At least 14 people were killed by bomb blasts in Afghan cities Thursday — including 10 at a mosque in Mazar-i-Sharif, the second attack against a Shia target this week.
The number of bombings in Afghanistan has dwindled since the Taliban returned to power in August, but Da’ish has claimed several since then.
Grisly images of victims being carried to hospital from Seh Dokan mosque in Mazar-i-Sharif were posted on social media.
The images, which could not be independently verified, showed a scene littered with broken glass.
“There are at least 25 casualties,” Zabihullah Noorani, head of Balkh province’s information and culture department, told AFP.
A police official said 10 people were killed, and 15 wounded.
Separately, at least four people were killed and 18 wounded by a blast in Kunduz city.
Provincial police spokesman Obaidullah Abedi told AFP it was caused by a bicycle bomb targeting a vehicle carrying mechanics working for a Taliban military unit.
Afghanistan’s Shia Hazara community, which makes up between 10 and 20 per cent of the country’s 38 million people, has long been the target of attacks — some blamed on the Taliban and others on Da’ish.
On Tuesday, two blasts outside a school in a Shia neighbourhood of Kabul killed at least six people and wounded 25 others.
No group has claimed responsibility for any of this week’s attacks.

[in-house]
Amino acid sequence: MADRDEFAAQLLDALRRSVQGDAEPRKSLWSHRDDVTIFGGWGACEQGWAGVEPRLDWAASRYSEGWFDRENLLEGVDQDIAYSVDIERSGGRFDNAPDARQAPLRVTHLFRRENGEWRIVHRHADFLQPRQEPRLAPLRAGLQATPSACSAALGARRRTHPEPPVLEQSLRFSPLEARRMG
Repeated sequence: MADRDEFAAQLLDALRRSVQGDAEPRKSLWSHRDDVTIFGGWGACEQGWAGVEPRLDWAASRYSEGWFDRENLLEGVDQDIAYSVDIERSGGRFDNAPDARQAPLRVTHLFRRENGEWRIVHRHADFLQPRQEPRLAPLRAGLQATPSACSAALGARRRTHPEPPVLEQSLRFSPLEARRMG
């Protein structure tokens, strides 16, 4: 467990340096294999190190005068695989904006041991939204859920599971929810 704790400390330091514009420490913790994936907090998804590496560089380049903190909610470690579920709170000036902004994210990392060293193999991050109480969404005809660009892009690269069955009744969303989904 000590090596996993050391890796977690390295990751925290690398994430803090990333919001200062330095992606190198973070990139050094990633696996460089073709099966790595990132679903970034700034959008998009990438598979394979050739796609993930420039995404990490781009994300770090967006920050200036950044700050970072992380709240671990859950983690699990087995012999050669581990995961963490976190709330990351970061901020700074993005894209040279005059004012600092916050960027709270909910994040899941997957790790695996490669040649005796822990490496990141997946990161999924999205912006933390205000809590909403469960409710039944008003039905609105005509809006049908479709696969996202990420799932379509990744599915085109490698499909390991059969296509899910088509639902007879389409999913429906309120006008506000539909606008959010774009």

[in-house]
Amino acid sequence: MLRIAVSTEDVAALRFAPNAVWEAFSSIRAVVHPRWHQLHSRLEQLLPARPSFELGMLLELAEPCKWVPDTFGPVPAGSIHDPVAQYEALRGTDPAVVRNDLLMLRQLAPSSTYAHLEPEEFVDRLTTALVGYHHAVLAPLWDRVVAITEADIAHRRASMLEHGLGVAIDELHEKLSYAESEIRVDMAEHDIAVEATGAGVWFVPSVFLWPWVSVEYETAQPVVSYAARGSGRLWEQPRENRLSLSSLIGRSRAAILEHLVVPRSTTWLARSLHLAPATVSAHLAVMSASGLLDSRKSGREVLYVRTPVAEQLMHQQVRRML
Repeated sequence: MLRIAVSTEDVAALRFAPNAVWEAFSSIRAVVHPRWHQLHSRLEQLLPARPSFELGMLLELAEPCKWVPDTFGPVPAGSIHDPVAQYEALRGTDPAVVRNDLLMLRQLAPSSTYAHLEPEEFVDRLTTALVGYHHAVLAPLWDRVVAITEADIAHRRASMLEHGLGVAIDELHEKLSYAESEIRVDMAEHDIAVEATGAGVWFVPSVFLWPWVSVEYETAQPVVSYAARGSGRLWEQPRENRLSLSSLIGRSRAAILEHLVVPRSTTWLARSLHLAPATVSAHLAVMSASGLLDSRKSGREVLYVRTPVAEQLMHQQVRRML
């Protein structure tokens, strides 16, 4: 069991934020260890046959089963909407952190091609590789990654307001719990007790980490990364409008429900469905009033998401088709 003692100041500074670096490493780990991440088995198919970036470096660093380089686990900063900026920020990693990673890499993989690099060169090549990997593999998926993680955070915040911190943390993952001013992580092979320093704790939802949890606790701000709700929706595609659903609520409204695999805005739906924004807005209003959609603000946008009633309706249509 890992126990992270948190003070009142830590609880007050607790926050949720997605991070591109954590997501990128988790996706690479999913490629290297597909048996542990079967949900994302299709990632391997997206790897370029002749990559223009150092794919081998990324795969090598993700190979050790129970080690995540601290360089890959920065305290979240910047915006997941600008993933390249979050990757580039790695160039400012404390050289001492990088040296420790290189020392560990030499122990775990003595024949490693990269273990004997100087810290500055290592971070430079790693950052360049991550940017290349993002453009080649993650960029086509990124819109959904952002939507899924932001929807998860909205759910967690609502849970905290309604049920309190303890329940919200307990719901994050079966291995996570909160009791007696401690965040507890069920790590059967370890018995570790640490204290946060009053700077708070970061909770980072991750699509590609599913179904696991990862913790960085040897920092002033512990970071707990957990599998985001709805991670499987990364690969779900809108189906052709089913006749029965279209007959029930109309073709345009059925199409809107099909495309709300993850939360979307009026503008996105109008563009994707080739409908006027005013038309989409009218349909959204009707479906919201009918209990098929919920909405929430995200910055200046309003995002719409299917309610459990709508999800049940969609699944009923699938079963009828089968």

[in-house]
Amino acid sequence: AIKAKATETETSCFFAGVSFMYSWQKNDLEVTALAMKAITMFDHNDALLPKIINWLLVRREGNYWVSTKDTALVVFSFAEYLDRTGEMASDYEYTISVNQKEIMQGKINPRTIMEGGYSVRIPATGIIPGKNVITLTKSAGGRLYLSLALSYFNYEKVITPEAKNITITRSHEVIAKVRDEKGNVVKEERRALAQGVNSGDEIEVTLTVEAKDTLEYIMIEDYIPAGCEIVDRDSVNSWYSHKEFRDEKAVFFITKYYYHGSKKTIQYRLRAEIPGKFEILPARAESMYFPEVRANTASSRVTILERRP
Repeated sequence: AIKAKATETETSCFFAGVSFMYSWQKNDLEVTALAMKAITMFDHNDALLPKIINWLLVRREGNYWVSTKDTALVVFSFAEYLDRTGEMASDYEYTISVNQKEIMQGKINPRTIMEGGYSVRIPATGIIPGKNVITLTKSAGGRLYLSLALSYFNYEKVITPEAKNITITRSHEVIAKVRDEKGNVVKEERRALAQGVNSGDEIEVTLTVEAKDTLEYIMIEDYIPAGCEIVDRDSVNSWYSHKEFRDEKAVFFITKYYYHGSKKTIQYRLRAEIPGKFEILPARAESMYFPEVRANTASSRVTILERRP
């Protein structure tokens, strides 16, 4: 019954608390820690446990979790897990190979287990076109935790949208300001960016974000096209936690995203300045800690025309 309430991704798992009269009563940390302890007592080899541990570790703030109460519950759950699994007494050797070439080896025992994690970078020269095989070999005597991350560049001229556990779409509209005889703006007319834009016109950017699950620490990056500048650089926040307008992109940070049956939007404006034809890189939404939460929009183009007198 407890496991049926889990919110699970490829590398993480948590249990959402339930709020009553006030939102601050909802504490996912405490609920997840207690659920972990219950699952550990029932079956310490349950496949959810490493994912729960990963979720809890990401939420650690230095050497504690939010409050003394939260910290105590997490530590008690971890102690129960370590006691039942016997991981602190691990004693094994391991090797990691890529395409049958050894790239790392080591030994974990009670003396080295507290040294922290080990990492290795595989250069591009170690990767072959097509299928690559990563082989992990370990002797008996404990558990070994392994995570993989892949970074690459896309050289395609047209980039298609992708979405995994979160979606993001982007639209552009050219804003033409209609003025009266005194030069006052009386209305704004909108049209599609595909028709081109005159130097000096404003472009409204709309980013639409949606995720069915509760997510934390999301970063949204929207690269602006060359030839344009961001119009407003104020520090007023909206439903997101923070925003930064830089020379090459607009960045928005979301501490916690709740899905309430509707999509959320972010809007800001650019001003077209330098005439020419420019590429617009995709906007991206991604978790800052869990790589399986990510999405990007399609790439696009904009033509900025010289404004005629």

Since seizing power, the Taliban have regularly raided suspected Da’ish hideouts in the eastern Nangarhar province.
Taliban officials insist their forces have defeated Da’ish, but analysts say the militant group is a key security challenge.
It has claimed some of the deadliest attacks in Afghanistan in recent years.
In May last year at least 85 people — mainly girl students — were killed and about 300 wounded when three bombs exploded near their school in the Shia dominated Dasht-e-Barchi neighbourhood of Kabul.
No group claimed responsibility for that, but in October 2020 Da’ish admitted a suicide attack on an educational centre in the same area that killed 24 people, including students.
In May 2020, the group was blamed for a bloody attack on a maternity ward of a hospital in the same neighbourhood that killed 25 people, including new mothers.